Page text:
BUDAPEST — Pay TV pioneer HBO, which brought pay TV to Poland, Hungary, the Czech Republic, Slovakia, Romania and Moldova, is expanding in its newest territory — Bulgaria.
HBO Bulgaria, owned by Time Warner, Sony and Disney. under the auspices of regional parent company HBO Central Europe, launched in April.
By the end of this year, it will be available to half of Bulgaria’s 900,000 cable homes, and will have hit all urban areas by year end 2003, in a country of 2.7 million TV-owning households and a population of 8 million.
“We will have a busy year,” says Pavel Stantchev, business development director for HBO Central Europe.
HBO Bulgaria’s roster of programming and dubbed movies airs 18 hours a day on weekdays and 24 hours a day on weekends. At $6 to $12 for a basic cable subscription and $6 for the pay service, it is roughly the price of three video rentals and is within financial reach of many Bulgarian.
But price may be the least of HBO’s worries. HBO’s Bulgaria’s launch is a brave leap into one of the region’s wildest media markets.
For most of the last decade Bulgaria has been fraught by political uncertainty and rampant piracy.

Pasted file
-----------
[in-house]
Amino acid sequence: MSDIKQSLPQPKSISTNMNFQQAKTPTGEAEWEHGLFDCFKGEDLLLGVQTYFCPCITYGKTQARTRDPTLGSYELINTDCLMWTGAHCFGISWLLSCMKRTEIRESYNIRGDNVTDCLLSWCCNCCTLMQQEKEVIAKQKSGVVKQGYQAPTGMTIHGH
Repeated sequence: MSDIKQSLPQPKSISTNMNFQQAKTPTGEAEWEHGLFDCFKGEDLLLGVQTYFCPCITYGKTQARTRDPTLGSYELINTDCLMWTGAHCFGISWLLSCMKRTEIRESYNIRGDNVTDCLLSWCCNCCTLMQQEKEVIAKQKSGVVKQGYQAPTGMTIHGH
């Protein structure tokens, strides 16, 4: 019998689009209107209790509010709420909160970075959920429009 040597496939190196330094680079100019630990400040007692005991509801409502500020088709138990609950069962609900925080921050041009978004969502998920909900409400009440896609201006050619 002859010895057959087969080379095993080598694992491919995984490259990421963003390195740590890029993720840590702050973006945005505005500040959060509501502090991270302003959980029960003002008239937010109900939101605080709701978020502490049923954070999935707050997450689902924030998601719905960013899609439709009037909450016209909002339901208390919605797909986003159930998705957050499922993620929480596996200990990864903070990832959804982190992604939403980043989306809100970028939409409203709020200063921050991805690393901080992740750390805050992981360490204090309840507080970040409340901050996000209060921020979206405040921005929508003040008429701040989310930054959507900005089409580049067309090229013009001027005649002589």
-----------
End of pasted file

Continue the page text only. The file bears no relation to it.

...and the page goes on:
In 1996 hyperinflation devastated the economy and media sector. But fiscal reforms and a crackdown on black marketeers brought legitimacy and profits to the industry.
“We saw improvements in Bulgaria,” says Stanchtev. “The Bulgarians brought inflation under control, and they cut down cable and video piracy. Also it was important for us to see a critical mass of cable homes, and the cable industry. In the last few years we saw the Bulgarian market consolidate quite rapidly.”
Ironically, Bulgaria’s lawless past may have educated and primed viewers for the pay revolution. Piracy exposed many viewers to pirated pay services like Canal Plus, says Stanchtev.
However, industry leaders don’t believe piracy has disappeared completely.
“I think HBO will have a problem with scrambling,” says Christo Dermendjiev, VP marketing of Alexandra Group, one of Bulgaria’s foremost video and theatrical distributors. “There will be pirate decoders on the market very soon.”
Although pay TV will compete head-to-head with video distribution, Dermendjiev is more afraid of the impact pay TV piracy may have on video rentals and sales.